LISTEN: ‘I Will Never Submit To Any Pipeline To Go Through My Homeland’

Standing Rock tribal elder Phyllis Young was among the last to speak at a meeting between the tribal council and representatives of Energy Transfer Partners back in September of 2014.

Yes, the tribal council and the company building the Dakota Access Pipeline met face-to-face more than two years ago. At the meeting, the tribe laid out its concerns over the pipeline crossing ancestral territory — namely its belief an oil spill would poison the waters of the Missouri River as it passes through the Standing Rock Reservation.

The meeting was recorded as an audio recording. It happened long before construction began, despite the company’s claims that the tribe didn’t engage in discussions until the pipeline was well underway and it was too late to change its route.

The most important blogger in North Dakota, Jim Fuglie, outlined it all right here in a stunning piece. Please read it.

You can also listen to the entire meeting on a YouTube audio post by clicking here. It is well worth an hour of your time. The tribe made no bones about its concern for the river and its opposition to the pipeline.

But also, listen to the stirring words of Young toward the end of the meeting. It’s about seven minutes long, but again, well worth your time.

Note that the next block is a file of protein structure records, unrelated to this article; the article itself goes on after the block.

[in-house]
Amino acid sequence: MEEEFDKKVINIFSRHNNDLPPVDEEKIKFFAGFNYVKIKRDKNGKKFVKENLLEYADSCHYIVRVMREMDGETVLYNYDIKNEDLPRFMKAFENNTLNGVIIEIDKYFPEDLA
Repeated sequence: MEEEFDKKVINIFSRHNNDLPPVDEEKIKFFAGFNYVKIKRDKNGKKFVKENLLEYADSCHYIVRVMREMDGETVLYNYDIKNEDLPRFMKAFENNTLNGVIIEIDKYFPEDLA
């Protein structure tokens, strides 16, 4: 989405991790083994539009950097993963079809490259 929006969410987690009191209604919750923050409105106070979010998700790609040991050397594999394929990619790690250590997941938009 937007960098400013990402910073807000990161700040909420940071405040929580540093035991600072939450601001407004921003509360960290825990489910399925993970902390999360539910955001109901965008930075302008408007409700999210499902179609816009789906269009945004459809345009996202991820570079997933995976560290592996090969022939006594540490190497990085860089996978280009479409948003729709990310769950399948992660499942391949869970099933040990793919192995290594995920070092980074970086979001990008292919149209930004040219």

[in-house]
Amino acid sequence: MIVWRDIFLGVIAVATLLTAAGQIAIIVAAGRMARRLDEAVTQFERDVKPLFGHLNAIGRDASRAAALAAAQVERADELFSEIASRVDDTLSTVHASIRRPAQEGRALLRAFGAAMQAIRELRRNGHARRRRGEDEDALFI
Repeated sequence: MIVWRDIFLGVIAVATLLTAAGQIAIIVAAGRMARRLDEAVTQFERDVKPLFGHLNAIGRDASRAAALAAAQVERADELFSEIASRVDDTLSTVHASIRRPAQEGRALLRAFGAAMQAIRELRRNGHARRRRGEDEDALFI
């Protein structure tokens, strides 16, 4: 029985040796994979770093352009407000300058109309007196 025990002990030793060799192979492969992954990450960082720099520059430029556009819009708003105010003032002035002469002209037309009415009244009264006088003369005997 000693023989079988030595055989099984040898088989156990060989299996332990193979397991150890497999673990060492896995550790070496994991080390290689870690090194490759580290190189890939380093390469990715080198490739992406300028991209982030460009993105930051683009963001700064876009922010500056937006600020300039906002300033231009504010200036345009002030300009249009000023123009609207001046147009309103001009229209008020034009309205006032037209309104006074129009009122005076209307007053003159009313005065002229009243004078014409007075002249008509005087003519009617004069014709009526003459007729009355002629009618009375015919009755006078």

It concludes:

“We will put forward our young people, our young lawyers, who understand the weasel words, now, of the English language, who know that one word can mean seven things. We understand the forked tongue that our grandfathers talked about. We know about talking out of both sides of your mouth, smiling with one side of your face. We know all the tricks of the wasichu world. Our young people have mastered it. I have mastered your language. I can speak eloquently in the English language my grandmother taught me. I also have the collective memory of the damages that have occurred to my people. And I will never submit to any pipeline to go through my homeland.”

I have edited out some brief sections from Young’s speech, when she got into statute numbers and other things that weren’t directly relevant to her main point. But most of the speech was left intact. My editing did not change context. It only made it a bit more brief.

Listen:

Loading the player...